The R34 became an instant icon after its starring role in the first Fast film, rocketing in popularity — and price — as every driver tried to get their hands on the V6 starlet. The most stunning example would have to be the original 2000 Nissan Skyline R-34 GT-R featured in “Fast and Furious 4” — and later owned by Walker himself — which sold at auction for $1.3 million in 2023.
The Skyline is also no stranger to the small screen. The supercar has been a mainstay in auto racing video games since the late 90s, with countless appearances in popular series like Project Gotham Racing, Gran Turismo, Midnight Club, Forza, Need For Speed, and even Grand Theft Auto: San Andreas as the knock-off Elegy R32-spec. The car’s video game connection was also the jumping-off point for the GT-R Skyline’s most recent star turn as the face of the new “Gran Turismo” film starring David Harbour, Orlando Bloom, and Archie Madekwe, though technically it’s a R35 GT-R Nismo GT3, not a true Skyline.
Nissan would separate the two brands at the end of the R34’s production run in 2002, replacing it with the standalone GT-R in 2007. The Nissan GT-R would do the Skyline name proud with its dual-clutch 6-speed transmission, all-wheel drive, and 3.8-liter V6 twin-turbo engine producing 545 hp, and was also the most accessible version to date. Prior GT-R Skylines has been banned for import thanks to the Imported Vehicle Safety Compliance Act of 1988, which dictates that only vehicles 25 years or older could be sold in the US Previous US-based GT-R Skyline owners had to wait for this 25-year grace period to pass before getting their hands on the model. The GT-R bypassed this restriction, making the Japanese supercar available to Americans without the decades-long wait.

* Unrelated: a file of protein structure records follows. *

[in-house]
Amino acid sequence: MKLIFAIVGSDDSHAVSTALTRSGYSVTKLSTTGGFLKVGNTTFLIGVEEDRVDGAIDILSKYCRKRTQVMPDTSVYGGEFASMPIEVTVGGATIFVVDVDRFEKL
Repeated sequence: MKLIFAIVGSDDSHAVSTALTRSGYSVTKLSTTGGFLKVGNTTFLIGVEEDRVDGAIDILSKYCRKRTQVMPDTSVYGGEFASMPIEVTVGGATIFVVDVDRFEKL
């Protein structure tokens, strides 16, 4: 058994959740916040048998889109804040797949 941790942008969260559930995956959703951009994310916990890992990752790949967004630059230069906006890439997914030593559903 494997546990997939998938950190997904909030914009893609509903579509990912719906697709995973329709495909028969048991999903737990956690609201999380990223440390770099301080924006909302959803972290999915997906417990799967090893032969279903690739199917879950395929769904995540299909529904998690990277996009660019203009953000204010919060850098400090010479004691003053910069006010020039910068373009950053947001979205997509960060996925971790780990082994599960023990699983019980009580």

A True Legend
There’s no doubting the Nissan GT-R Skyline’s resume. The GT-R’s appearance in the new “Gran Turismo” movie and the GT-R Skyline’s untold cameos game appearances will help maintain its legend for years to come, but the car is more than just a pop culture touchstone. As the first true supercar to emerge from Japan, the GT-R Skyline would have already been a notable model, but its unparalleled performance, racing pedigree, and off-track celebrity have rocketed the coupé into the rarefied air of automotive legend.
Nissan might be more known for its lineup of practical, reliable daily drivers, but models like the GT-R Skyline and its descendant in the Nissan GT-R are living proof that the Japanese brand is no stranger to the high-performance arena. GT-R Skyline models are still exceedingly rare thanks to their limited import and Hollywood-driven popularity, but if you ever get to pilot one of these iconic Nissan performance cars through the Hub City, count yourself lucky.